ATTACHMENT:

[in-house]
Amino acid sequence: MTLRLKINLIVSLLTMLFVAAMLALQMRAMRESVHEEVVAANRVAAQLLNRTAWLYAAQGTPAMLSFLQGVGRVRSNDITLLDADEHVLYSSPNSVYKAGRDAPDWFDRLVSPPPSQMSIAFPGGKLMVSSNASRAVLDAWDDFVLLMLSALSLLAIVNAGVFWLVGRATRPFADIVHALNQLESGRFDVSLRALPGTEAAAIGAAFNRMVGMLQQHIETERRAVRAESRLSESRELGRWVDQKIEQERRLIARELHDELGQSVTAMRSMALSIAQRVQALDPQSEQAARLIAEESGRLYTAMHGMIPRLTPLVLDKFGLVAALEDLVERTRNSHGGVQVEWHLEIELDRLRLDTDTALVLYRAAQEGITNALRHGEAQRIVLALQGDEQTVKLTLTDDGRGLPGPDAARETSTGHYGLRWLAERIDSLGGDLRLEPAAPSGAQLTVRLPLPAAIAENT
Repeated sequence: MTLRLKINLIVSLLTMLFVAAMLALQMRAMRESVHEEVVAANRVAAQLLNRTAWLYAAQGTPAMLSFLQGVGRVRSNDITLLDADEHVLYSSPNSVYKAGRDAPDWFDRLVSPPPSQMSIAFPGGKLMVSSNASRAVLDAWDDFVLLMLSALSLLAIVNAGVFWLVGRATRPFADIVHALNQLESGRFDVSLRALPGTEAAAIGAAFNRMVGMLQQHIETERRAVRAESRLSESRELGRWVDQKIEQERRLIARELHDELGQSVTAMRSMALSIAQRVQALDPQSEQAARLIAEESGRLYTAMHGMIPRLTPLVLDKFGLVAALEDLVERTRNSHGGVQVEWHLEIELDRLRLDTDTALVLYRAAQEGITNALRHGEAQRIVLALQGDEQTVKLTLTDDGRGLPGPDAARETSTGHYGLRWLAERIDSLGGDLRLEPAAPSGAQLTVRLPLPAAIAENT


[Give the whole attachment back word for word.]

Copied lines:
[in-house]
Amino acid sequence: MTLRLKINLIVSLLTMLFVAAMLALQMRAMRESVHEEVVAANRVAAQLLNRTAWLYAAQGTPAMLSFLQGVGRVRSNDITLLDADEHVLYSSPNSVYKAGRDAPDWFDRLVSPPPSQMSIAFPGGKLMVSSNASRAVLDAWDDFVLLMLSALSLLAIVNAGVFWLVGRATRPFADIVHALNQLESGRFDVSLRALPGTEAAAIGAAFNRMVGMLQQHIETERRAVRAESRLSESRELGRWVDQKIEQERRLIARELHDELGQSVTAMRSMALSIAQRVQALDPQSEQAARLIAEESGRLYTAMHGMIPRLTPLVLDKFGLVAALEDLVERTRNSHGGVQVEWHLEIELDRLRLDTDTALVLYRAAQEGITNALRHGEAQRIVLALQGDEQTVKLTLTDDGRGLPGPDAARETSTGHYGLRWLAERIDSLGGDLRLEPAAPSGAQLTVRLPLPAAIAENT
Repeated sequence: MTLRLKINLIVSLLTMLFVAAMLALQMRAMRESVHEEVVAANRVAAQLLNRTAWLYAAQGTPAMLSFLQGVGRVRSNDITLLDADEHVLYSSPNSVYKAGRDAPDWFDRLVSPPPSQMSIAFPGGKLMVSSNASRAVLDAWDDFVLLMLSALSLLAIVNAGVFWLVGRATRPFADIVHALNQLESGRFDVSLRALPGTEAAAIGAAFNRMVGMLQQHIETERRAVRAESRLSESRELGRWVDQKIEQERRLIARELHDELGQSVTAMRSMALSIAQRVQALDPQSEQAARLIAEESGRLYTAMHGMIPRLTPLVLDKFGLVAALEDLVERTRNSHGGVQVEWHLEIELDRLRLDTDTALVLYRAAQEGITNALRHGEAQRIVLALQGDEQTVKLTLTDDGRGLPGPDAARETSTGHYGLRWLAERIDSLGGDLRLEPAAPSGAQLTVRLPLPAAIAENT